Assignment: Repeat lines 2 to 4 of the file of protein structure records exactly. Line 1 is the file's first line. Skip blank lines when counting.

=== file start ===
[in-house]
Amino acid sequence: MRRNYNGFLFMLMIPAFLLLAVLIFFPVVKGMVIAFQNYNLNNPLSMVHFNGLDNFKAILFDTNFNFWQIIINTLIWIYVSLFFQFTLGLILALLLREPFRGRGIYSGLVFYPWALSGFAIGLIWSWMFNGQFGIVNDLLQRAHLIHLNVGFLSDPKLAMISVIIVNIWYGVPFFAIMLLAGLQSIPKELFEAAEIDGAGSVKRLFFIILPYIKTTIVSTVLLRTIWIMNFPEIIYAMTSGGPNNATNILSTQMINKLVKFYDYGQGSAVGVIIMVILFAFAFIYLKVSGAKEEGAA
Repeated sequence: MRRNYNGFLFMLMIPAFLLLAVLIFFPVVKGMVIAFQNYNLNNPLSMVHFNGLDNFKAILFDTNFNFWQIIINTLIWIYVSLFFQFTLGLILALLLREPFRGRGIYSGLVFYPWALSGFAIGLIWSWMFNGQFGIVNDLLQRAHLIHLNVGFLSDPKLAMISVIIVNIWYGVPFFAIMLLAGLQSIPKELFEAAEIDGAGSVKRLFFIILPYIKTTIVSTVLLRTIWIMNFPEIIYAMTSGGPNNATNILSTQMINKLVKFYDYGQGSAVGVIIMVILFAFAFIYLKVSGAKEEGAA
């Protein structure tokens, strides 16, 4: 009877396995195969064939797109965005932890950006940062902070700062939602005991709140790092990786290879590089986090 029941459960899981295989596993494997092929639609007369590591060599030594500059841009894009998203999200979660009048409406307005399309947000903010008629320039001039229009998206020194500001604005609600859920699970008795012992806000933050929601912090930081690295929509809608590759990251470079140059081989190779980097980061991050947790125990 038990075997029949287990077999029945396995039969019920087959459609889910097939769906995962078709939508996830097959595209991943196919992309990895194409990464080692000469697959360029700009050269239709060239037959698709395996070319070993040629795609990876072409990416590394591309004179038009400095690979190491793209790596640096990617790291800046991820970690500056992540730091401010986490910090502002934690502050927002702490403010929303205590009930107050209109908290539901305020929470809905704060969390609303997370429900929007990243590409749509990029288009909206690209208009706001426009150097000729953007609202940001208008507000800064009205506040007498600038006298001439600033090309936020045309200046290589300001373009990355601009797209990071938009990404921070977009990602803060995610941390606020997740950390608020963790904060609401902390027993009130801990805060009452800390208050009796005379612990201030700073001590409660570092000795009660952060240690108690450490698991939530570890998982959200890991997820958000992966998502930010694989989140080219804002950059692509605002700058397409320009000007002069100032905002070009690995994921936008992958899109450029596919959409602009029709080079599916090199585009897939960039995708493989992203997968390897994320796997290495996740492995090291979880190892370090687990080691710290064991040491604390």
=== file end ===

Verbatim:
Amino acid sequence: MRRNYNGFLFMLMIPAFLLLAVLIFFPVVKGMVIAFQNYNLNNPLSMVHFNGLDNFKAILFDTNFNFWQIIINTLIWIYVSLFFQFTLGLILALLLREPFRGRGIYSGLVFYPWALSGFAIGLIWSWMFNGQFGIVNDLLQRAHLIHLNVGFLSDPKLAMISVIIVNIWYGVPFFAIMLLAGLQSIPKELFEAAEIDGAGSVKRLFFIILPYIKTTIVSTVLLRTIWIMNFPEIIYAMTSGGPNNATNILSTQMINKLVKFYDYGQGSAVGVIIMVILFAFAFIYLKVSGAKEEGAA
Repeated sequence: MRRNYNGFLFMLMIPAFLLLAVLIFFPVVKGMVIAFQNYNLNNPLSMVHFNGLDNFKAILFDTNFNFWQIIINTLIWIYVSLFFQFTLGLILALLLREPFRGRGIYSGLVFYPWALSGFAIGLIWSWMFNGQFGIVNDLLQRAHLIHLNVGFLSDPKLAMISVIIVNIWYGVPFFAIMLLAGLQSIPKELFEAAEIDGAGSVKRLFFIILPYIKTTIVSTVLLRTIWIMNFPEIIYAMTSGGPNNATNILSTQMINKLVKFYDYGQGSAVGVIIMVILFAFAFIYLKVSGAKEEGAA
């Protein structure tokens, strides 16, 4: 009877396995195969064939797109965005932890950006940062902070700062939602005991709140790092990786290879590089986090 029941459960899981295989596993494997092929639609007369590591060599030594500059841009894009998203999200979660009048409406307005399309947000903010008629320039001039229009998206020194500001604005609600859920699970008795012992806000933050929601912090930081690295929509809608590759990251470079140059081989190779980097980061991050947790125990 038990075997029949287990077999029945396995039969019920087959459609889910097939769906995962078709939508996830097959595209991943196919992309990895194409990464080692000469697959360029700009050269239709060239037959698709395996070319070993040629795609990876072409990416590394591309004179038009400095690979190491793209790596640096990617790291800046991820970690500056992540730091401010986490910090502002934690502050927002702490403010929303205590009930107050209109908290539901305020929470809905704060969390609303997370429900929007990243590409749509990029288009909206690209208009706001426009150097000729953007609202940001208008507000800064009205506040007498600038006298001439600033090309936020045309200046290589300001373009990355601009797209990071938009990404921070977009990602803060995610941390606020997740950390608020963790904060609401902390027993009130801990805060009452800390208050009796005379612990201030700073001590409660570092000795009660952060240690108690450490698991939530570890998982959200890991997820958000992966998502930010694989989140080219804002950059692509605002700058397409320009000007002069100032905002070009690995994921936008992958899109450029596919959409602009029709080079599916090199585009897939960039995708493989992203997968390897994320796997290495996740492995090291979880190892370090687990080691710290064991040491604390």